RIO DE JANEIRO — The roar went up from the yellow throng, as clear as a call to arms, and reverberated through the Maracanã Stadium, the most sacred ground in Brazilian soccer.
GERMANY, JUST YOU WAIT! YOUR TIME IS COMING!
Brazil was blowing out poor Honduras in the men’s Olympic soccer semifinals—it would end up winning 6-0—and the crowd knew who it wanted next in the final. Brazil has never won an Olympic soccer gold medal, and now it will have the chance to do so on home soil against the country that scarred Brazil forever two years ago in a 7-1 World Cup semifinal thrashing in Belo Horizonte.
Brazilian soccer fans are savvy, of course, and they know that beating Germany on Saturday won’t erase the 7-1 in a World Cup that mattered far more than this age-restricted one. Each team has only one player from that World Cup, Neymar for Brazil (and he missed the dismantling with a broken bone in his back) and Matthias Ginter for Germany. But winning a long-awaited soccer gold medal would begin to restore Brazilian pride in ways that transcend soccer and extend to the Brazilian culture as a whole.
Simply put, Brazil is tired as a nation of taking it on the chin. It’s tired of hearing foreigners take shots at Brazil’s economy, at the Zika virus, at the organization of these Olympics, at the lack of safety here in Rio. It’s tired of hearing jokes about 7-1, too.
Brazil wants to have faith in its futebol again, and that starts this week. As Rogério Micale, the Brazilian men’s Olympic coach, said after Wednesday’s game: “I still believe in Brazilian soccer.”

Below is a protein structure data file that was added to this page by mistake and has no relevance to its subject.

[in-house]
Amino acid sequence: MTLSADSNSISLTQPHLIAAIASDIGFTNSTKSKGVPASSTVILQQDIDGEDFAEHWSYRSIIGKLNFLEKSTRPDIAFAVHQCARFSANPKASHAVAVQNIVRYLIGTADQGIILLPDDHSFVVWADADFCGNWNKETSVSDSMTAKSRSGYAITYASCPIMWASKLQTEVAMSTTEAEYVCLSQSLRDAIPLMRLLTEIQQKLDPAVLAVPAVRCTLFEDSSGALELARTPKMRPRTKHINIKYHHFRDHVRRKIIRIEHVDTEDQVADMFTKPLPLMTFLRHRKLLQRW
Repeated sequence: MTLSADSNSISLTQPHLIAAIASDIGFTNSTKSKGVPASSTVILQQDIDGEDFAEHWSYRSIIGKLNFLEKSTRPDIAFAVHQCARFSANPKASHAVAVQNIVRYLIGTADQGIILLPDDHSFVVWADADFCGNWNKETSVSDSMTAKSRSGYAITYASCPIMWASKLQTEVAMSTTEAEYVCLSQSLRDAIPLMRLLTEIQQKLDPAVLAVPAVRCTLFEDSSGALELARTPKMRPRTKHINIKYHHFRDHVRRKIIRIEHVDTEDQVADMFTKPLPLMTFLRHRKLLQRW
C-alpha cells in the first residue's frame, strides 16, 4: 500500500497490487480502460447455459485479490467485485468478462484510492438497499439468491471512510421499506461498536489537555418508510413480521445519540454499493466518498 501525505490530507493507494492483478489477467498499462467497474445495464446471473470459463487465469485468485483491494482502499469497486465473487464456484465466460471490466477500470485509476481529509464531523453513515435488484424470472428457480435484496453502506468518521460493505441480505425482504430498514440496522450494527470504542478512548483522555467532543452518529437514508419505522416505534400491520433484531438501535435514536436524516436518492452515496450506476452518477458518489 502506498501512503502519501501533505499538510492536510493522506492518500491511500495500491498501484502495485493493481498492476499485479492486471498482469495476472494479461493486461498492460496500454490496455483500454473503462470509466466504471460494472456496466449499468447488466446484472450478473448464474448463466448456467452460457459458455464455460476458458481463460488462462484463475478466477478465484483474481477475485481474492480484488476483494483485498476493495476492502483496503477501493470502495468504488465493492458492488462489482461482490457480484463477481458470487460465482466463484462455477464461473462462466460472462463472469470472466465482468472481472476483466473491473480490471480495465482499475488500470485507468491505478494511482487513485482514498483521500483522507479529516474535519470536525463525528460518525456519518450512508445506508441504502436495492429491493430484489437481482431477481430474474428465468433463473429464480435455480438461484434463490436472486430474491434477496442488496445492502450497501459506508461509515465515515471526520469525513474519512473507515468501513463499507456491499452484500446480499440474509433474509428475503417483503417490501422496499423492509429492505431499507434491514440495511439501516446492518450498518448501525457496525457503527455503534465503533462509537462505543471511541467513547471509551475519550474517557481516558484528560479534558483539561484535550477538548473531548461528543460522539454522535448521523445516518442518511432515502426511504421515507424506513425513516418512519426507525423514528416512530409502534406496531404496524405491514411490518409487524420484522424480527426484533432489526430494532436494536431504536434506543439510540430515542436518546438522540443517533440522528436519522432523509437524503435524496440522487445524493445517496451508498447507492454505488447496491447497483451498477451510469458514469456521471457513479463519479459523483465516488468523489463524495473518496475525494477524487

Let there be no confusion: The most important gold medal to Brazilians in this Olympics has nothing to do with the pole vault or judo or beach volleyball. The most important gold medal would be in soccer. And if it comes against Germany, which raised the Trophy of Trophies in this very stadium just two years ago, then so much the better. Of course, if Brazil were to lose to Germany again, in the Olympic final, in the Maracanã? Perhaps it’s best to leave that one unpondered for now.
It was clearer than ever on Wednesday that when Brazil plays in the Maracanã it’s different than in other Brazilian stadiums. Three long years had passed since the last time Brazil’s men's national team had played in (with apologies to Madison Square Garden) the world’s most famous arena—a 3-0 win over Spain in the Confederations Cup final on June 30, 2013. That game had felt like a religious experience, with a full Maracanã singing the Brazilian national anthem a cappella after the music had ended and Brazil slamming the reigning world champions on the field.
Truth be told, that was the last high point for Brazilian soccer. Until Wednesday, the national team had played nearly everywhere in Brazil except the Maracanã over the last three years. Part of the reason has been circumstance: Brazil missed out on the Maracanã in the World Cup by losing to Germany. And part of the reason has been to use the fancy new stadiums built in places like Recife and Manaus and Brasília. But another reason has been this one: Those cities have almost unconditional support for the national team.